February 06, 2018

Man as Animal (revisited)

I'm so horny right now.
via Ulric Collette
I've been reexamining the pillars of my understanding of Satanism over the past six months, and one of those pillars is the statement that man is no different from animals (sometimes better, more often worse, etc.) I'm not a scholar of Satanic history, but based on my understanding of multiple books written by Dr. LaVey, and how I saw this statement practiced by other Satanists, led me to think a certain way about it as a practitioner of Satanism.

According to the seventh Satanic statement, "Satan represents man as just another animal, sometimes better (but more often worse) than those that go on all fours, and who by virtue of his divine intellect has become the most vicious animal of all." Given that this statement was written by Dr. LaVey, and given that Dr. LaVey had a dramatic and inflammatory writing style, it is what it is.

But what is it, really? Based on what I've observed not only among other Satanists but also among myself, this statement is interpreted a few different ways:

First, humans are animals, and therefore it can be understood that humans have qualities which are repugnant to the mind of the "civilized" person but which are in fact a natural expression of humanity. In this way, I came to understand that the 7th Statement means that humans could be as free as animals to do whatever they desire, but because humans invent arbitrary morals to govern their behavior, they forfeit the pleasure and presumed benefits that would come from following their animal instincts.

Okay, fair enough. Humans do some pretty wild things both with and without the encouragement of imaginary friends. But the point where I feel like there's a disconnect is when Satanists take this to mean that the cruelest excesses committed by humans are part of the full spectrum of human behavior, and therefore it's fully "human" to be a vicious asshole, and therefore it's Satanic to indulge the worst excesses of wrath, envy, pride, greed, and lust.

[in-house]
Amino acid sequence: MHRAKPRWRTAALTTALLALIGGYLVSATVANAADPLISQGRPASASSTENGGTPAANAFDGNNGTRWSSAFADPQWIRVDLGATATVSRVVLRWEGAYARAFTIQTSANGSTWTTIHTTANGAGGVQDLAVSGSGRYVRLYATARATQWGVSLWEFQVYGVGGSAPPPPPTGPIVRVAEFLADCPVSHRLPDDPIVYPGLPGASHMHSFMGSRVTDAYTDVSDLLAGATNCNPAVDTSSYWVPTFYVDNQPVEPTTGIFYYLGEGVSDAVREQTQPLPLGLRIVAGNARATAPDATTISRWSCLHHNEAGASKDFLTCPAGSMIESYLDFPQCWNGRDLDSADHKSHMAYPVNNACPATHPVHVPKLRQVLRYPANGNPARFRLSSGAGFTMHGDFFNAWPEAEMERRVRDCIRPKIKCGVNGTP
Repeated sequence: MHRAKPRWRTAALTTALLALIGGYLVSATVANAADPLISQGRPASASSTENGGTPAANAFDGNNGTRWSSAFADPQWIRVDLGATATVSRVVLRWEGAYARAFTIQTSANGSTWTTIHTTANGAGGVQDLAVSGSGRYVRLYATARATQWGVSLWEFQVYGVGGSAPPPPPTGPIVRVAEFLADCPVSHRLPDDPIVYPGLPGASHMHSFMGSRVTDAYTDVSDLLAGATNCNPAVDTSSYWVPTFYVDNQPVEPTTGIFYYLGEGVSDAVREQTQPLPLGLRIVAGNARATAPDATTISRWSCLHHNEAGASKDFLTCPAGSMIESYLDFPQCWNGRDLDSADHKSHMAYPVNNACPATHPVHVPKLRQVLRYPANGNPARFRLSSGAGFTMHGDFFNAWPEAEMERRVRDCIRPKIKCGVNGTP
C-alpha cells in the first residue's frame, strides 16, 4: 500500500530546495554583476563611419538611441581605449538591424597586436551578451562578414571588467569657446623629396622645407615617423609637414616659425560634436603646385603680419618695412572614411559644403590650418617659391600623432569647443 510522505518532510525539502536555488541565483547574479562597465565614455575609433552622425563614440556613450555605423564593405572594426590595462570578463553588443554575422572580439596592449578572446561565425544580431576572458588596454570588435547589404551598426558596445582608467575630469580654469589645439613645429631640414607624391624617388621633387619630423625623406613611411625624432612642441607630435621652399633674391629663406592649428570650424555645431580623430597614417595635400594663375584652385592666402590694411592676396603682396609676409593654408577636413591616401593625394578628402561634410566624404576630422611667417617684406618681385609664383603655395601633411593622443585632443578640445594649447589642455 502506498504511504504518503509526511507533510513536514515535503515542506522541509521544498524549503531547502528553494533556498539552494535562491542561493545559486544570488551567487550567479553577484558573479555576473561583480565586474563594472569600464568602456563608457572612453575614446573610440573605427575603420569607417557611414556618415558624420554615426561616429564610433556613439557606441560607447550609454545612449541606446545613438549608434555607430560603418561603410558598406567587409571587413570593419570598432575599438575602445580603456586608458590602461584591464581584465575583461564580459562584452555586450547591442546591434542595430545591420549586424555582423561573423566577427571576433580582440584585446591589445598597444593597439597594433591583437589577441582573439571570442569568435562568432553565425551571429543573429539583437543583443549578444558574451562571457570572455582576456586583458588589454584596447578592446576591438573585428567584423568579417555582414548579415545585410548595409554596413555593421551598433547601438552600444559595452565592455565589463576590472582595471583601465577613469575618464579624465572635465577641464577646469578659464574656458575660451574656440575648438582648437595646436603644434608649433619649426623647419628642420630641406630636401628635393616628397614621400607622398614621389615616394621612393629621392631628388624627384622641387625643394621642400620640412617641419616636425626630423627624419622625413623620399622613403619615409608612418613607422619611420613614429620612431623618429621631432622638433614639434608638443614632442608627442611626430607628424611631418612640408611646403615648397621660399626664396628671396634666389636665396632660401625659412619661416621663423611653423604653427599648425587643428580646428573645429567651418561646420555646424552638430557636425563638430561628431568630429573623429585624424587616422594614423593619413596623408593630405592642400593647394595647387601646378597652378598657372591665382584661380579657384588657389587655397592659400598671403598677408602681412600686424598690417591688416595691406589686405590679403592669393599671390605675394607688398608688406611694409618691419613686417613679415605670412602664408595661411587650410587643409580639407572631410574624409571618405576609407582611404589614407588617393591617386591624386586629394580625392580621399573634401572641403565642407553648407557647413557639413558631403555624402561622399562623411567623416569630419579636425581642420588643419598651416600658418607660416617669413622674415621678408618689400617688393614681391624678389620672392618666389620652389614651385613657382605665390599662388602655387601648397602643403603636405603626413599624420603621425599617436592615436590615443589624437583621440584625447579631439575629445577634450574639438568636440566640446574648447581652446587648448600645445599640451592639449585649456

But what if instead of taking the default position that Satan represents the most aggressive and violent expressions of human behavior, the default position is that Satan represents innate human goodness, the desire to share with others, and to feel compassion as a natural response to injustice? If the 7th Statement is taken to mean that there's a "natural" or "default" setting for human behavior, then why do some Satanists assume this default to be cruel and violent, instead of what we know from the scientific study of human behavior which shows that humans are not intuitively selfish?

This observation that the violent, selfish, cruel, and abusive behavior defended by some Satanists as being quintessentially "Satanic" leads to the Satanic apologetic about "herd mentality," "group think," and people being discouraged against acting in their self interest based on social pressure.

And yeah, I can see how this argument works when we're talking about a so-called "mob mentality" and the way people get carried away in a highly charged situation, but I think that this particular apologetic stretches awfully thin when you stop to consider that the vast majority of the population chooses to live a certain way not because they've been duped into it, but because it's simply the most economical, practical, or pleasing choice available.